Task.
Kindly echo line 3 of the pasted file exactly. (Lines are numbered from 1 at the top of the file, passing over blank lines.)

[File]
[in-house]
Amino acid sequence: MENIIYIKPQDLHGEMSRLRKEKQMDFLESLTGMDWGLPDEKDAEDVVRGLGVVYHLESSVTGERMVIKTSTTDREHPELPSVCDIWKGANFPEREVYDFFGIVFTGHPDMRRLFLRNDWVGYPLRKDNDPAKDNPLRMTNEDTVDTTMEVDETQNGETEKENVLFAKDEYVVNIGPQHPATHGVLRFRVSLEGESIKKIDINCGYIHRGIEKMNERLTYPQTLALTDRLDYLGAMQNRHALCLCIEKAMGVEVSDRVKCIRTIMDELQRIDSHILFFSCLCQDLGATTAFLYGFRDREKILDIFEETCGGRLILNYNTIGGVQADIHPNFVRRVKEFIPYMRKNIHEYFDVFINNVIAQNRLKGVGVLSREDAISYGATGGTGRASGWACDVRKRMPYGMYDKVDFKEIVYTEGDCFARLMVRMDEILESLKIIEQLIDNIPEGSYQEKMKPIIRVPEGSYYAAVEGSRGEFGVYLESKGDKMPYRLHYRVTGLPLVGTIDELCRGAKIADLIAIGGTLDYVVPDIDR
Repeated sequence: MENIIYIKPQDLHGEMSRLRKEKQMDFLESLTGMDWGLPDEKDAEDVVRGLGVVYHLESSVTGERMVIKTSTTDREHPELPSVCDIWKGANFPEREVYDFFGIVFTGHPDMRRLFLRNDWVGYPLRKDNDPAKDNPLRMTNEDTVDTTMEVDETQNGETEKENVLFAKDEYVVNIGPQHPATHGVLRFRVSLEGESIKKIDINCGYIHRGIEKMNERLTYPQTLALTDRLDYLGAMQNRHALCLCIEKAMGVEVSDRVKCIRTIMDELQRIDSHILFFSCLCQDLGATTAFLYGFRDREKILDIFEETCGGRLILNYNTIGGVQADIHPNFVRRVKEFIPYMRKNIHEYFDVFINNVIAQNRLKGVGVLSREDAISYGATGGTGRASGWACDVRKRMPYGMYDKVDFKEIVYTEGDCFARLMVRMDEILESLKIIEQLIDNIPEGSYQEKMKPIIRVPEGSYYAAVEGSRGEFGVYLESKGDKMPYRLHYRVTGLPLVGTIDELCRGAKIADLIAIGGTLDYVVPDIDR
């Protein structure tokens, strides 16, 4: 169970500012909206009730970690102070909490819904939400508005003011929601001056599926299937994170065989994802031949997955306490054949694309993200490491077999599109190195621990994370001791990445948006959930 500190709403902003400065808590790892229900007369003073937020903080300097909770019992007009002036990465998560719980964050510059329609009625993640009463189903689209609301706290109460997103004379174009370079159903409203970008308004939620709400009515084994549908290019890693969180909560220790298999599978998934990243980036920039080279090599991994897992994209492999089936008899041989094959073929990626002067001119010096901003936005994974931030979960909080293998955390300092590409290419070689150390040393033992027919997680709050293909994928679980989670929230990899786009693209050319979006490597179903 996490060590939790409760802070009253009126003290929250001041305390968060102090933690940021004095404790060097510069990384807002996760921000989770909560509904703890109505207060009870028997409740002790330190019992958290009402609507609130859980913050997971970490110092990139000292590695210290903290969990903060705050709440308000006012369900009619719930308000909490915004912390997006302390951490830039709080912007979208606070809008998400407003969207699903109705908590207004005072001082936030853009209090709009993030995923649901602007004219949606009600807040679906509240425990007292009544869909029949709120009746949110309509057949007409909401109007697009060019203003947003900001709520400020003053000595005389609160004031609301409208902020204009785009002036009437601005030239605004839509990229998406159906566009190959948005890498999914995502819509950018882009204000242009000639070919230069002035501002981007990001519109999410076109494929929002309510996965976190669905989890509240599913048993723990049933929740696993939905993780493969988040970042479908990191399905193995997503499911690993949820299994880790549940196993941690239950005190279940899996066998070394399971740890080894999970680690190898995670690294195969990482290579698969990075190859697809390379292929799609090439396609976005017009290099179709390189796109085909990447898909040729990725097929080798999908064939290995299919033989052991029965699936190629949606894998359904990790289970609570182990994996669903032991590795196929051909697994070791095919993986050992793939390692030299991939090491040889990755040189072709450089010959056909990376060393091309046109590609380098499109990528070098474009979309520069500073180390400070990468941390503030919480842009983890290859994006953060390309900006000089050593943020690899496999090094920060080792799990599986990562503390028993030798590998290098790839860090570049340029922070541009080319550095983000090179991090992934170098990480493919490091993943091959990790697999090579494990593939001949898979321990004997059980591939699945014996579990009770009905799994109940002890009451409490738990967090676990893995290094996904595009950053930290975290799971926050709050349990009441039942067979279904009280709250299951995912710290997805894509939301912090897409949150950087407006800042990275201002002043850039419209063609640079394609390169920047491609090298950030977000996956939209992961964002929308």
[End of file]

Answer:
Repeated sequence: MENIIYIKPQDLHGEMSRLRKEKQMDFLESLTGMDWGLPDEKDAEDVVRGLGVVYHLESSVTGERMVIKTSTTDREHPELPSVCDIWKGANFPEREVYDFFGIVFTGHPDMRRLFLRNDWVGYPLRKDNDPAKDNPLRMTNEDTVDTTMEVDETQNGETEKENVLFAKDEYVVNIGPQHPATHGVLRFRVSLEGESIKKIDINCGYIHRGIEKMNERLTYPQTLALTDRLDYLGAMQNRHALCLCIEKAMGVEVSDRVKCIRTIMDELQRIDSHILFFSCLCQDLGATTAFLYGFRDREKILDIFEETCGGRLILNYNTIGGVQADIHPNFVRRVKEFIPYMRKNIHEYFDVFINNVIAQNRLKGVGVLSREDAISYGATGGTGRASGWACDVRKRMPYGMYDKVDFKEIVYTEGDCFARLMVRMDEILESLKIIEQLIDNIPEGSYQEKMKPIIRVPEGSYYAAVEGSRGEFGVYLESKGDKMPYRLHYRVTGLPLVGTIDELCRGAKIADLIAIGGTLDYVVPDIDR